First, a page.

Financial Protection: Safeguarding Your Future

Financial Protection: Safeguarding Your Future

As we get older, it’s natural to want to protect ourselves and our loved ones from the financial risks that come with aging. But how do you know when it’s time to start thinking about your future?

The answer lies in understanding what type of risk you are actually exposed to and how much protection you need. Here are some key questions to ask yourself when determining the appropriate level of financial protection for you and your family:

What is my current net worth?

Do I have a sufficient emergency fund?

Can I afford to lose my job or suffer an unexpected illness?

Financial protection is about more than just the money you have in the bank. It’s about protecting the future for you and your family.

Financial protection is about more than just the money you have in the bank. It’s about protecting the future for you and your family.

That means taking steps to ensure that if something happens to you, there’s someone who can take care of your loved ones — and vice versa.

Here are some important things to consider:

Life insurance: You may want to consider buying life insurance if you’re single or married without children; it protects your family if something happens to you. Life insurance can also be used to pay off debts if necessary, especially if there are no other assets available to cover them.

Disability insurance: If you’re self-employed or work for an employer who doesn’t offer disability benefits, disability insurance protects your income if an illness or injury prevents you from working for a period of time. The policy pays out monthly benefits until you’re able to return to work — which could be several months or years away. Some policies even cover partial disability and rehabilitation costs, so check with your broker before purchasing any policy.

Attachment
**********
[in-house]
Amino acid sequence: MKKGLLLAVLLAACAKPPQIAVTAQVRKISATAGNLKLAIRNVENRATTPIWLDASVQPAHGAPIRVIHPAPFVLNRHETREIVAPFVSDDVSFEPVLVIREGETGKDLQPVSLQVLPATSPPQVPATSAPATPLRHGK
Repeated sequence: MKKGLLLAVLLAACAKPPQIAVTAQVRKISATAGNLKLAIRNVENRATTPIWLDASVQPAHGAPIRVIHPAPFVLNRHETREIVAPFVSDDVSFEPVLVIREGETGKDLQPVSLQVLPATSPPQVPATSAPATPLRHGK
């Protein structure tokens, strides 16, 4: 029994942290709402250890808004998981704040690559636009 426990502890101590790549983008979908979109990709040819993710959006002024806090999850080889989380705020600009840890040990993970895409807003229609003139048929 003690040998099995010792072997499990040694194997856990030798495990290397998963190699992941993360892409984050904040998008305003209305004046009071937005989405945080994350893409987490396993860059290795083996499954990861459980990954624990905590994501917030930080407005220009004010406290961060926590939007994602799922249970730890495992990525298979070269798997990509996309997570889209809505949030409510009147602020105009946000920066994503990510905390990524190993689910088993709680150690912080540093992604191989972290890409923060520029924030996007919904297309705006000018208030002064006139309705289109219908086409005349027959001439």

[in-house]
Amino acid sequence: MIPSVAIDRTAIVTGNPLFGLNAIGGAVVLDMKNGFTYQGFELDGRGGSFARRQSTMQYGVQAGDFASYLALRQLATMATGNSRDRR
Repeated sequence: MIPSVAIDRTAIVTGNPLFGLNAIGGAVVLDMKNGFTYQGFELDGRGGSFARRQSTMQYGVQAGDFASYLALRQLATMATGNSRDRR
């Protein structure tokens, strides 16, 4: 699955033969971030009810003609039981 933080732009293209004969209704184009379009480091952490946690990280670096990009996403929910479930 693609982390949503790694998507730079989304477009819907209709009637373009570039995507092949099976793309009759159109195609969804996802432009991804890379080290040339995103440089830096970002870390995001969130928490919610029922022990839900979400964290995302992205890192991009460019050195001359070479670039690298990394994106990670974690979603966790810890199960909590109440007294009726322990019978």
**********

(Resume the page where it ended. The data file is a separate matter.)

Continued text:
When it comes to safeguarding your future, the best place to start is with an emergency fund. Experts agree that you should have enough money set aside to cover three to six months’ worth of expenses. That way, if something unexpected comes up — say you lose your job or have an expensive medical emergency — you’ll have the cash on hand to cover the costs without having to tap into other savings or loans. That means tracking your spending, so you know where every dollar goes and can make adjustments accordingly.

You also need to take steps now so that when retirement rolls around, you’re not scrambling for Social Security benefits or trying to figure out how you’ll cover your medical bills in old age. Here’s how:

You may be surprised to learn that the average American household has only $1,000 in savings. If you’re like most people, this isn’t enough to cover an unexpected expense, much less a retirement nest egg.

Thankfully, there are some simple steps you can take now to protect yourself from financial disaster in the future. What follows are five of the most important steps you can take to safeguard your financial future:

Save money regularly

Make sure you’re saving enough money to meet your long-term goals or emergencies. If you’re saving for retirement, make sure that you have enough in your 401(k) plan (or other retirement savings vehicle) so that it will last through your entire working life and beyond. If you’re saving for an emergency fund, make sure you have enough money set aside so that if something happens (like losing your job), it won’t derail your plans or put undue stress on your family’s finances.

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